IIn the recent uproar over the soaring cost of the EpiPen, you may have missed news that could affect what you pay for autoimmune medications – pharmacy benefits managers for major insurance companies are excluding almost 240 medications from coverage.1 The lists include some frequently-used treatments for autoimmune diseases including rheumatoid arthritis and multiple sclerosis.
But wait, there’s more.
If you decide either the cost or the side effects of medications approved for inflammatory conditions like RA are just too much, Express Scripts, the nation's biggest drug benefits manager, is actually offering refunds to insurers if you quit using the drugs.2
This is part of what Express Scripts calls an “Inflammatory Conditions Care Value Program.” According to the company, this is a “comprehensive approach to control costs and improve care for people with inflammatory conditions like rheumatoid arthritis, psoriasis and Crohn's Disease.” 2
Actually, refunds to insurers are not new, although it may be news to you.
But this is the first time the refunds cover an entire category of drugs, which can only be obtained from a single mail-order company, Acredo.
As part of the plan, participating insurers will be refunded up to $6,000 if a patient discontinues any preferred anti-inflammatory medication within the first 90 days. This new reimbursement approach is “the country's first value-based refund to span multiple preferred medications that treat a group of diseases,” Express Scripts said in a press release.2
An Express Lane for Exclusions
Express Scripts revealed its preferred medications for inflammatory conditions when it issued its preliminary 84-drug exclusion list last month.3
The exclusion list includes a number of biologics such as the injectable tumor necrosis alpha (TNF-α) inhibitor Cimzia (certolizumab pegol) used to treat RA, Crohn’s disease, and psoriatic arthritis, and Taltz (ixekizumab) an interleukin-17 (IL-17) inhibitor newly-approved for moderate to severe plaque psoriasis. 3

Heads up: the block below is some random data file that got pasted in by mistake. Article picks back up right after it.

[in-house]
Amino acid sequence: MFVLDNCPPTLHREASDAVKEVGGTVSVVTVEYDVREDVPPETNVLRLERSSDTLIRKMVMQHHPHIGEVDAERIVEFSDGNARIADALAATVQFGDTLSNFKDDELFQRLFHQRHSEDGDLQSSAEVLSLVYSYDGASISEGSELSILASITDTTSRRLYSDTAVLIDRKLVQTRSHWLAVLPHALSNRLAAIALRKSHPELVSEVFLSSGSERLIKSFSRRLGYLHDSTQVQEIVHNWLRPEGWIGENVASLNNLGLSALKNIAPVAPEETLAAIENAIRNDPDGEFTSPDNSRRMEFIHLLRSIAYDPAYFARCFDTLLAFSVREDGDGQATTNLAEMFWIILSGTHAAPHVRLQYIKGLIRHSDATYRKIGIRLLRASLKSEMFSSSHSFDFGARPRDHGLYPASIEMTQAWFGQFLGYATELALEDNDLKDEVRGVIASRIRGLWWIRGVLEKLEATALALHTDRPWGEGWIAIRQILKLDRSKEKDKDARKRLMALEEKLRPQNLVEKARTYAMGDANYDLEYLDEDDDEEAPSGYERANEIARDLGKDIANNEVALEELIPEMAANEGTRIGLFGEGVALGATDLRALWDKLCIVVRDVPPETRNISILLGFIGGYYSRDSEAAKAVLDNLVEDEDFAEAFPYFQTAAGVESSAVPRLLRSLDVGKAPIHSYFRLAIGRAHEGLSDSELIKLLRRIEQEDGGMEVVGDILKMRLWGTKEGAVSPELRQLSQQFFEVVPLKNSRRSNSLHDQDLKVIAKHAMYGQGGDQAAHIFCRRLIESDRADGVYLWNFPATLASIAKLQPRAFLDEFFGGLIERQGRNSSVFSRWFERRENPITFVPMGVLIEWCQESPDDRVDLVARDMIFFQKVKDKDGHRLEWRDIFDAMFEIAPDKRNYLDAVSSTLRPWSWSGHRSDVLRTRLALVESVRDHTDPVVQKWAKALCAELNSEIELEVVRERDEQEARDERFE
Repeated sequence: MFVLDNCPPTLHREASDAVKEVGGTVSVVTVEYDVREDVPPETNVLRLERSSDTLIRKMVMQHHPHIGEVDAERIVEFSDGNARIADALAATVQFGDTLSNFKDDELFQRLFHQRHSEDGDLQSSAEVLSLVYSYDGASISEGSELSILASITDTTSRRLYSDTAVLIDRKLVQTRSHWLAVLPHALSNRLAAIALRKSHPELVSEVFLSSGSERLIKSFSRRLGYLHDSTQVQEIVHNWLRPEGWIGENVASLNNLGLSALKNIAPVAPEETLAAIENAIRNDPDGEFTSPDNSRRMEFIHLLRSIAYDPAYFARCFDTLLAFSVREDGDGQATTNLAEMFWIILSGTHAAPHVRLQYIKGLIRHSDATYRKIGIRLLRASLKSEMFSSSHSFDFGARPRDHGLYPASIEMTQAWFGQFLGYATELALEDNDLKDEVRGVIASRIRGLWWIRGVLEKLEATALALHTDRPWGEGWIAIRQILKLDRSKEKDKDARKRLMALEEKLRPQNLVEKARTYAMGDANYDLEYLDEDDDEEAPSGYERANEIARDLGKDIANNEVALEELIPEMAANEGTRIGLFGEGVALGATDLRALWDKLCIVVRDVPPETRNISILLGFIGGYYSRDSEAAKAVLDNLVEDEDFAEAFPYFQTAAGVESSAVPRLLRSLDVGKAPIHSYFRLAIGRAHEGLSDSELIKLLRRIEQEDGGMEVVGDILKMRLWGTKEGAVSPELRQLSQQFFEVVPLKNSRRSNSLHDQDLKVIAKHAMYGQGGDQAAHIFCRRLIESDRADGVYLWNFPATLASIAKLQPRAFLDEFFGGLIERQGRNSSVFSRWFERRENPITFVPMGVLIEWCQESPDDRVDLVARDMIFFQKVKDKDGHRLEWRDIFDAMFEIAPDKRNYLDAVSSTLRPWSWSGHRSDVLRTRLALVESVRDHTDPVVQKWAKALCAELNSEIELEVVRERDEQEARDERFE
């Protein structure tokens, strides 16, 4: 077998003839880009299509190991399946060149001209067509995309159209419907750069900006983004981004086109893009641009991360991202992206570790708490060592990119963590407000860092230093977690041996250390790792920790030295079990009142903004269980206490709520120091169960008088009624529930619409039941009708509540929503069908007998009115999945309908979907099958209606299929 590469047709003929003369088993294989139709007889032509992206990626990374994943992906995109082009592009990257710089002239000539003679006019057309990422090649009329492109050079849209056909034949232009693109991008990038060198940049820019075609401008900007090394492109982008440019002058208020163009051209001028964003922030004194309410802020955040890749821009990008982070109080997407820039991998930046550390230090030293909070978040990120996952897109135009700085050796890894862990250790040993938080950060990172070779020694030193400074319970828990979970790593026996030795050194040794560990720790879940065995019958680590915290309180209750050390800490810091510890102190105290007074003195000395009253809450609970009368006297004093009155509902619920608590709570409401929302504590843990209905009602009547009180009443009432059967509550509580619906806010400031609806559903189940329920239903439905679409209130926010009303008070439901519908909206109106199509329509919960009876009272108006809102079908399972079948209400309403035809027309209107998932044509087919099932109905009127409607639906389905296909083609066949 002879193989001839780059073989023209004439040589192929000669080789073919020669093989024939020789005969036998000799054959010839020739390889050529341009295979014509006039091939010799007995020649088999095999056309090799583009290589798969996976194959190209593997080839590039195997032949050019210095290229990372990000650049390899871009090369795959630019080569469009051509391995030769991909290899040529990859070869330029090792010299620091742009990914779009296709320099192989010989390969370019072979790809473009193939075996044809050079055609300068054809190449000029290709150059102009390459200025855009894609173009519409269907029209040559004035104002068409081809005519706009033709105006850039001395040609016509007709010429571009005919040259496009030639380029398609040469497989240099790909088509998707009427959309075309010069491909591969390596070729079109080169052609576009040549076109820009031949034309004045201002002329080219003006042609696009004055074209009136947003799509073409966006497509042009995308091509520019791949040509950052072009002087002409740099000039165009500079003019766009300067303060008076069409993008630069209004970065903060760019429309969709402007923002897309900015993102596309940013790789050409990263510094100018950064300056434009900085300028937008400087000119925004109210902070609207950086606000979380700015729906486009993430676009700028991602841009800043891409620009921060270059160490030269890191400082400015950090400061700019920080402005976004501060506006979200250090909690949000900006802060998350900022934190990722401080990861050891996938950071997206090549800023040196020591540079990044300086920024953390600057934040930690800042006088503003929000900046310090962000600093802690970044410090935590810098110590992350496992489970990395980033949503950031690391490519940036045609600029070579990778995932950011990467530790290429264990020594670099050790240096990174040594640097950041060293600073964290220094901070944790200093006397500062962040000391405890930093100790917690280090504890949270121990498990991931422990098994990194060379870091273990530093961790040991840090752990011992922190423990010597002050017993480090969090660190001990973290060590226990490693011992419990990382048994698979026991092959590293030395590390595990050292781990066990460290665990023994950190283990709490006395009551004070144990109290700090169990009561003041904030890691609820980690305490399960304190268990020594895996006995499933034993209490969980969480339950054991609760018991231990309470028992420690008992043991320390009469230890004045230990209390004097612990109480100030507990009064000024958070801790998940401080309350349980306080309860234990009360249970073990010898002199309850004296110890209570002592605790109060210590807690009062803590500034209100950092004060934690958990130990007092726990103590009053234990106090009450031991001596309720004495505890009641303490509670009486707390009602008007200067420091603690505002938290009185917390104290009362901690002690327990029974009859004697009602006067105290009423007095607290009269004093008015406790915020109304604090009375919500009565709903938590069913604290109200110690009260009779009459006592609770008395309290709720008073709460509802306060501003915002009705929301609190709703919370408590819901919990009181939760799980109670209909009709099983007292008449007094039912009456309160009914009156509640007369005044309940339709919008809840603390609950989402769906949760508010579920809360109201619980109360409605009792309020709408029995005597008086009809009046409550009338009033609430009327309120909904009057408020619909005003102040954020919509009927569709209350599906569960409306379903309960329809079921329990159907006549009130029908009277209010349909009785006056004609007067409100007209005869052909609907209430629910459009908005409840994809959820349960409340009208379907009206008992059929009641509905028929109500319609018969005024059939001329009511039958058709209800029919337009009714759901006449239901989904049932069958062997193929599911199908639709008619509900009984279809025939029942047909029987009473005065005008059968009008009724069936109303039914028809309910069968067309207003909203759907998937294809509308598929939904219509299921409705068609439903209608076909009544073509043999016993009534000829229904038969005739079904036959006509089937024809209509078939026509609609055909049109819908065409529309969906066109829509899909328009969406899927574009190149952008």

Also on the list are:
• Anakinra (kineret) an interleukin-1 receptor antagonist (IL-1ra), excluded only for RA.
• Orencia (abatacept), a selective co-stimulation molecule, which prevents activation of destructive T-cells.
• Simponi (golimumab) a TNF-α inhibitor, 50 mg dose only
• Novolin, Apridra, and NovoLog, insulins for type 1 diabetes. sup>3
Express Scripts’ “preferred alternatives” to these drugs are: Actemra (tocilizumab), Cosentyx (secukinumab), Enbrel (etanercept), Humira (adalimumab), Otezla (apremilast), Remicade (infliximab), Simponi (golimumab) 100 mg, for ulcerative colitis only, Stelara (ustekinumab), Xeljanz (tofacitinib) and Xeljanz XR, and the insulins Humalog and Humulin.2
Under the new “Inflammatory Conditions Care Value Program,” patients must use the mail-order company, Accredo to get their medications. Acredo is billed as Express Scripts "Rheumatoid Arthritis and Inflammatory Disease Therapeutic Resource Center." The center offers some personalized care, which the company says boosts drug adherence.2
Express Scripts claims that between 21% and 36% of patients discontinue their meds within the first 90 days, but adherence is higher with this service. 2 The drugs have an average of $3,036 for a 30-day supply. If you do decide to stop taking one of them, your insurer may get a refund, but you (or your employer, if your benefits come through your job) will still be stuck with the bill.
Actemra (and other medications) may be “reassessed later this year to reflect anticipated product launches,” says Express Scripts. So they could well end up on the exclusion list, too.4
In addition, Express Scripts will now manage the inflammatory drugs formulary category around each individual condition.2 So the same medication could be approved for one autoimmune disease and excluded for another.
Caremark’s New Cuts
As of January 1, 2017 CVS Caremark is excluding 154 medications from its formulary, including three for multiple sclerosis and two for inflammatory bowel disease (IBS).5
The MS drugs are interferon-based treatments, including the widely-used Avonex (interferon beta-1a), the longer-acting Plegridy (peginterferon beta-1a) and Extavia,a copy-cat drug of Betaseron (interferon beta-1b).
Approved alternatives for the excluded MS drugs are Tecfidera, Gilenya (fingolimod), Copaxone (glatiramer), Rebif (interferon beta-a1), Betaseron, and Aubagio (teriflunomide).
The excluded drugs for IBS are Asacol HD and Delzicol (mesalamine). Approved IBS drugs are balasalazide, Apriso (mesalamine extended release caps), Entocort EC (budesonide delayed-release caps), Azulfidine (sulfasalazine) and its extended-release formula, Azulfidine EN-Tabs.
CVS’ has only two approved biologicals -- Enbrel and Humira -- used for a range of inflammatory autoimmune diseases.
It’s important for patients to note that these and other approved autoimmune medications are classified as “specialty medications” and carry restrictions from drug managers.
According to Caremark, medications in this category require “prior authorization” (that means a note from your doctor) and may only be “dispensed in limited quantities.”6 CVS' specialty drugs include the older, conventional DMARD methotrexate along with Enbrel and Humira.6